The use of online-based telephone directories has grown to the point that, in 2010, the search term "yellow pages" was in the top 5 highest revenue generator of all search terms in Google's AdWords program; this distinction has only grown more and more since that time, and currently, the term "yellow pages" is one of the most-searched terms on the Internet and collectively generates billions of dollars in advertising revenue each year.

Internet-based yellow page searches differ from standard search engines as results are delivered based on a geographic area, as opposed to relevancy to the original term searched for. Searches can be refined to allow the user to be able to find the goods and services that they are looking for with a higher degree of precision.

However, technology isn't the only reason that the yellow pages have been making the move to digital; environmentalism has taken a toll on print phone books as well, which have encountered scrutiny from environmentalist groups who claim printed yellow pages are a wasteful resource, citing statistics that state nearly 70% of Americans rarely or never use printed phone directories. Groups have issued reports that local municipalities in the United States spend over $50 million a year to dispose of used and/or unwanted phone books, and an additional $9 million to recycle them, an endeavor that is considered difficult due to the low-grade glues and low-fiber paper utilized in their creation that tend to clog up recycling machinery.

In recent years, some cities in the United States – and worldwide – have enacted legal restrictions on the delivery of phone books by local publishers, and a national movement – known as the "opt-out" movement – has resulted in numerous phone company customers declaring that they no longer wish to have print directories delivered to their homes anymore; a wish that is enforceable by law in many parts of the country. If a publisher delivers phone books to someone that has opted out of delivery, fines and other penalties could be applied to the offending company.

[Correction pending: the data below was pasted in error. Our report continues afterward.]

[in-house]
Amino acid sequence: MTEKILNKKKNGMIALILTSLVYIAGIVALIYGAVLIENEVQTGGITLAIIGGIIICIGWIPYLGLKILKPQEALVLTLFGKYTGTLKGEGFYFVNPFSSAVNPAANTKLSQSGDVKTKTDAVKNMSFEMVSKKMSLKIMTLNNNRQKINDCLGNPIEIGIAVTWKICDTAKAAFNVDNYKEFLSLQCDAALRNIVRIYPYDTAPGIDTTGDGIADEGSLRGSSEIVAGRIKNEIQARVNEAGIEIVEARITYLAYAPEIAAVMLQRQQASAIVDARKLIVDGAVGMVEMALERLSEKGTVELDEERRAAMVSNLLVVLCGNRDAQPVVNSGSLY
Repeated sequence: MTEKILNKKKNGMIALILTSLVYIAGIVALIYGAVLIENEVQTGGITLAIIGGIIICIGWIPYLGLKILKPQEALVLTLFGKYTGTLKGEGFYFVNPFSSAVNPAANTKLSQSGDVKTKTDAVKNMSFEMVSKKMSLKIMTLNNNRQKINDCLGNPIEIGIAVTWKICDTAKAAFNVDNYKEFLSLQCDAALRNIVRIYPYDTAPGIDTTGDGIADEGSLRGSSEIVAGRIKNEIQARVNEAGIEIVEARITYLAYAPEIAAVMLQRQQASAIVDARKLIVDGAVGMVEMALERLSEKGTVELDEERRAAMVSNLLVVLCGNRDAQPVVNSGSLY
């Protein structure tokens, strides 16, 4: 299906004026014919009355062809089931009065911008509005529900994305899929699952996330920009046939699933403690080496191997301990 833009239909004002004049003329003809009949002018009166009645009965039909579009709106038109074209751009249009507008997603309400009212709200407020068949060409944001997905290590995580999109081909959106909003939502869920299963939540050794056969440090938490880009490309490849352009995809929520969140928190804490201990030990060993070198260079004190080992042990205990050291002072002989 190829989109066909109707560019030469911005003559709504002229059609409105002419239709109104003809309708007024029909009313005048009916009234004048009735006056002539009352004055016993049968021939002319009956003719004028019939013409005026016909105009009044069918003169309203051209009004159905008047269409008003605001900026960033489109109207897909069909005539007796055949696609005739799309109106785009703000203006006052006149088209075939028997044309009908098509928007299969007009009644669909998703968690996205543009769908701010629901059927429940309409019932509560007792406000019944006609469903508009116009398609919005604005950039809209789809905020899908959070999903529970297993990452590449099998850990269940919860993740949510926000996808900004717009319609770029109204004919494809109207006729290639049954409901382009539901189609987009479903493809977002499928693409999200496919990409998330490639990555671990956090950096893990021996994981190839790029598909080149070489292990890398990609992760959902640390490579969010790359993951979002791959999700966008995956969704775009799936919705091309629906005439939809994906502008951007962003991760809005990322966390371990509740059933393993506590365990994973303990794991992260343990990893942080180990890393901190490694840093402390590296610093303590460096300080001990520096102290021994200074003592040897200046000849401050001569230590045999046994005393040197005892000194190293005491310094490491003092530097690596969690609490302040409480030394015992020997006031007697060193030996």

Other criticisms have been leveled against the creation of print phone books themselves and the impact upon the environment that process entails. Numerous trees are cut down and used in the creation of paper that has led to rampant deforestation, in addition to the mass generation of carbon dioxide emissions from factories that refine and develop the paper and the books they eventually become, leading to the many factors contributing to climate change, experts say. In San Francisco alone, 1.6 million phone books were distributed annually in 2011, producing 3600 tons of waste which resulted in millions spent – and untold amounts of pollution created – on their disposal.

As time has gone by, more and more phone book publishers – the ones remaining – have been utilizing more and more recycled paper, with the United States Environmental Protection Agency estimating that, currently, 73 percent of phone directory, newspaper and other assorted papers are recycled.

Nonetheless, the march of time and the progress of technology and environmentalism have resulted in the near-end of the iconic print yellow pages directory across the world; in September of 2017, the publisher of Yellow Pages for the United Kingdom, Yell, announced that the business would be fully digitized from January 2019, ending the print publication's 51-year run. The final copies of Yell's print directories were mailed out on January 18, 2019.

However, print yellow pages – however archaic – still serve a valuable purpose as tools in local historical research, trademark litigation, and genealogy, ensuring that while the world at large has moved on to the Internet for their business directory needs, the yellow pages' deep history in print will likely be forever preserved for future generations to come.